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Government vehicle reform to impact China’s automobile market

China’s State Council released concrete guidelines on July 16 to terminate official cars, an effective endeavor in cutting huge expenditures on automobiles for government officials.

As an important part of China’s campaign of combating corruption and deepening reform, the termination of official cars is expected to have great implications for the country’s automobile industry.

According to the guidelines, China will discontinue the provision of automobiles for government officials at the rank of vice ministers and lower. Officials from the central government departments will receive subsidies on a monthly basis to allow them to choose their own means of transportation. The amount of subsidies ranges from ¥500 ($80) to ¥1,300 depending on their positions.

After the elimination of most government vehicles, some officials are expected to buy their own cars, driving up domestic demand.

About two million government automobiles are targeted for elimination, according to Ye Qing, deputy director of Hubei Bureau of Statistics, in an interview with a local media. Ye believes that at least one million new cars would be sold to officials when official automobiles are eliminated in the upcoming two years, adding ¥200 billion to vehicle sales revenue nationwide.

Vehicle consumer groups will change dramatically when more legislators become private car owners, according to Jiang Suhua, member of a legal team at China Consumers Association. Consumer confidence and consumption environment in the industry is expected to be improved as the legislators are better aware of how to protect their rights and interests than ordinary consumers.

“The reform of government vehicles will be good news to dealers because government agencies used to purchase directly from OEMs,” said Shen Jinjun, deputy director and secretary-general of China Automobile Dealers Association (CADA), at a press conference held in Beijing in the middle of July. “Government officials will now buy cars individually from dealers.”  Shen believes that the reform will help speed up vehicle sales and reduce inventory of dealerships.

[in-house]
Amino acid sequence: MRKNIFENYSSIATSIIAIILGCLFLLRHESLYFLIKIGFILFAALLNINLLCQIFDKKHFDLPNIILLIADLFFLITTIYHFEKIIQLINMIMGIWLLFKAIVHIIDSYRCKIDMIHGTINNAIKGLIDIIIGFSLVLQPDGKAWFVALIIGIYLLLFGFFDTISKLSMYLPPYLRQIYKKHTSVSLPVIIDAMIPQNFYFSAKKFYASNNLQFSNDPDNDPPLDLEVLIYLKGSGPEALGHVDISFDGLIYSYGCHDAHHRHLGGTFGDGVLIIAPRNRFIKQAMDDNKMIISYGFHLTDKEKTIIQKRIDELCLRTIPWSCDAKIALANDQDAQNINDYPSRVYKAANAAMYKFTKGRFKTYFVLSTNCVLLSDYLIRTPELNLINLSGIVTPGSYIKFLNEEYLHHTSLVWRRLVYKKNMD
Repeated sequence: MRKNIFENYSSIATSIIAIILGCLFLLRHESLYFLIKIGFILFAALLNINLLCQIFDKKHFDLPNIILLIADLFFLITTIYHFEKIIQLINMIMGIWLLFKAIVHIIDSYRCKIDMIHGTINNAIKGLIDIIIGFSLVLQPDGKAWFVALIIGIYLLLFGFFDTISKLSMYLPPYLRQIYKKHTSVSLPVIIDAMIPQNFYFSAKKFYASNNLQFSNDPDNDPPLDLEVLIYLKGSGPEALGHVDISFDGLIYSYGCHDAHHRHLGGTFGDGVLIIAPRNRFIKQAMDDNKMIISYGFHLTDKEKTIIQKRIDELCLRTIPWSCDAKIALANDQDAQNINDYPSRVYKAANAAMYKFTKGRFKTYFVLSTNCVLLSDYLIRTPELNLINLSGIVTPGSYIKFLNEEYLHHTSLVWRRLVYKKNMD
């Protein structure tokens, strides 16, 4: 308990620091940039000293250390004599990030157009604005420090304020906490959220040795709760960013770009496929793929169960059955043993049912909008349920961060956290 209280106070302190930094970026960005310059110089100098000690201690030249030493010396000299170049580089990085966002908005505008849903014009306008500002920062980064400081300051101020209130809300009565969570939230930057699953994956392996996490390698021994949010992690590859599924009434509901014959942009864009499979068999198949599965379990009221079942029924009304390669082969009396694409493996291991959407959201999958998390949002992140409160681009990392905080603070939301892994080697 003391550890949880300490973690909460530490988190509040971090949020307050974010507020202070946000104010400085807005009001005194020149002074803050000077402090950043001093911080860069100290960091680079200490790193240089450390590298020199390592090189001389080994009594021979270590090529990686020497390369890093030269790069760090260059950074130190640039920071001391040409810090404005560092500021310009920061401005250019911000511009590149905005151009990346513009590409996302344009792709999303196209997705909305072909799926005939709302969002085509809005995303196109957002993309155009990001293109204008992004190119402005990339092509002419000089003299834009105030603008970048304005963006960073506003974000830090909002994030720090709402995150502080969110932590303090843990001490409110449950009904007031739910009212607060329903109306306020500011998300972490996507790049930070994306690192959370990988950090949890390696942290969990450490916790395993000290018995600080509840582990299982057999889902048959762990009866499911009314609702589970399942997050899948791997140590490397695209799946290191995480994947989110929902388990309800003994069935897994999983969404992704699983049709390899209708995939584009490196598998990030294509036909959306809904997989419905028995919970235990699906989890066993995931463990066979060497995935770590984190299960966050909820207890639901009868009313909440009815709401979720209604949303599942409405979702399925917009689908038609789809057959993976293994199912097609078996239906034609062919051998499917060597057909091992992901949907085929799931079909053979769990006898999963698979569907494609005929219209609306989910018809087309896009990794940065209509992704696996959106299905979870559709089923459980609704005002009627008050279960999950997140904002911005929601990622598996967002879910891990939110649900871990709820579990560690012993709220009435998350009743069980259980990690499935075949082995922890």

The product lines of automakers such as Audi, which has a key client department for official cars, are facing changes, according to Shen. The official vehicle departments of OEMs have been profit drivers over the years and that will likely to change. Moreover, products targeting individual officials as consumers may need changes in both design and pricing.

Despite possible increase in new vehicle sales at dealers, the abolition of government vehicles are likely to impair dealer profitability in aftersales service, according to Cui Dongshu, secretary-general of China Passenger Car Association (CPCA). It is not a secret in China that maintenance costs of government cars are much higher than those of private cars because of kickbacks official car drivers get from repair shops, adding to the total cost.

The State Council guidelines urge government agencies to auction off official vehicles through open procedure to avoid losses of state assets. These vehicles are likely to enter used car market and drive up demand because many of the official cars are mid- to high-end models with better performance. Used car sales will expand with an increasing number of government vehicles getting into the market, according to a signed article in Qiche Shangye Pinglun or Auto Business Review.

In order to avoid wasting of resources, government bodies and public institutions can set up and operate, on a temporary basis, vehicle service or leasing entities utilizing unsold vehicles, according to the guidelines. Leasing companies are facing great opportunities to provide leasing services for government organizations in the future.

It is noticeable that not all of the government vehicles will be abolished. Vehicles for special services such as security and intelligence shall be kept. The remaining demand for official vehicles, though not large, will favor new energy vehicles in the future.

The government has mandated that the share of NEVs in total new vehicles purchase by government organs and institutions shall account for at least 30 percent between 2014 and 2016, according to the Implementation Plan on New Energy Vehicle Purchase of Government Bodies and Public Institutions released on July 13. The share shall be at least 15 percent in 2014 in the Beijing-Tianjin-Hebei region, Yangtze River Delta and Pearl River Delta where air pollution is serious.

The State Council guidelines encourage the use of public transportation in conducting regular government affairs and urge local governments to take effective measures to improve public transit system including taxi and subway. Customized transportation services for different levels of the government may emerge in the future.

A netizen commented bluntly that only when all officials use the public transit system, can the system be improved significantly in China.

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